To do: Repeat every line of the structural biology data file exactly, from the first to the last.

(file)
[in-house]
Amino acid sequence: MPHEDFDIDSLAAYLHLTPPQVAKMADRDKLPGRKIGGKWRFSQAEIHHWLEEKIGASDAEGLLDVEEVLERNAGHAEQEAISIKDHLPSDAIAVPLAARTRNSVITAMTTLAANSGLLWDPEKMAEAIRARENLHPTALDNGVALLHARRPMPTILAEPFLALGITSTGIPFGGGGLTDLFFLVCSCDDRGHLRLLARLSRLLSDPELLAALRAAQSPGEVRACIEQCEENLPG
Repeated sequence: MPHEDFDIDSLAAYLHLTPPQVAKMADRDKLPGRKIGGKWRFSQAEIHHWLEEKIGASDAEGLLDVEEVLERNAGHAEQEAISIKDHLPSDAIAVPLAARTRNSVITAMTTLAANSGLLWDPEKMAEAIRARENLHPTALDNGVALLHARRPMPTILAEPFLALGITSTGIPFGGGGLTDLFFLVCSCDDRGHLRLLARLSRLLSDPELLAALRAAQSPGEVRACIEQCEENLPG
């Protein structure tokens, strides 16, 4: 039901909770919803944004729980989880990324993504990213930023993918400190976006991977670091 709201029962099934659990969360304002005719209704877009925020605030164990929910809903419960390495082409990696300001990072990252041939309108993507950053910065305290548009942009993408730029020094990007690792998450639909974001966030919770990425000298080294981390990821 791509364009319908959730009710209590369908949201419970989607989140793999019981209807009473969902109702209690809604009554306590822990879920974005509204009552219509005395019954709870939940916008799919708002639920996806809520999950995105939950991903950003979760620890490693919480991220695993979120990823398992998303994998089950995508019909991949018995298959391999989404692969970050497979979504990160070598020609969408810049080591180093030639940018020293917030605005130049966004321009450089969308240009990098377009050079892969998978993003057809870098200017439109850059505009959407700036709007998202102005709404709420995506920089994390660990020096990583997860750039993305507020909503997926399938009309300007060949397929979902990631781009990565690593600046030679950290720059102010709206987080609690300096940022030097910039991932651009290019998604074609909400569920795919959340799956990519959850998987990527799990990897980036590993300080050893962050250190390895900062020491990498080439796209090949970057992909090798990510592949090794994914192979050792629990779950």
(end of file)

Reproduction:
[in-house]
Amino acid sequence: MPHEDFDIDSLAAYLHLTPPQVAKMADRDKLPGRKIGGKWRFSQAEIHHWLEEKIGASDAEGLLDVEEVLERNAGHAEQEAISIKDHLPSDAIAVPLAARTRNSVITAMTTLAANSGLLWDPEKMAEAIRARENLHPTALDNGVALLHARRPMPTILAEPFLALGITSTGIPFGGGGLTDLFFLVCSCDDRGHLRLLARLSRLLSDPELLAALRAAQSPGEVRACIEQCEENLPG
Repeated sequence: MPHEDFDIDSLAAYLHLTPPQVAKMADRDKLPGRKIGGKWRFSQAEIHHWLEEKIGASDAEGLLDVEEVLERNAGHAEQEAISIKDHLPSDAIAVPLAARTRNSVITAMTTLAANSGLLWDPEKMAEAIRARENLHPTALDNGVALLHARRPMPTILAEPFLALGITSTGIPFGGGGLTDLFFLVCSCDDRGHLRLLARLSRLLSDPELLAALRAAQSPGEVRACIEQCEENLPG
């Protein structure tokens, strides 16, 4: 039901909770919803944004729980989880990324993504990213930023993918400190976006991977670091 709201029962099934659990969360304002005719209704877009925020605030164990929910809903419960390495082409990696300001990072990252041939309108993507950053910065305290548009942009993408730029020094990007690792998450639909974001966030919770990425000298080294981390990821 791509364009319908959730009710209590369908949201419970989607989140793999019981209807009473969902109702209690809604009554306590822990879920974005509204009552219509005395019954709870939940916008799919708002639920996806809520999950995105939950991903950003979760620890490693919480991220695993979120990823398992998303994998089950995508019909991949018995298959391999989404692969970050497979979504990160070598020609969408810049080591180093030639940018020293917030605005130049966004321009450089969308240009990098377009050079892969998978993003057809870098200017439109850059505009959407700036709007998202102005709404709420995506920089994390660990020096990583997860750039993305507020909503997926399938009309300007060949397929979902990631781009990565690593600046030679950290720059102010709206987080609690300096940022030097910039991932651009290019998604074609909400569920795919959340799956990519959850998987990527799990990897980036590993300080050893962050250190390895900062020491990498080439796209090949970057992909090798990510592949090794994914192979050792629990779950």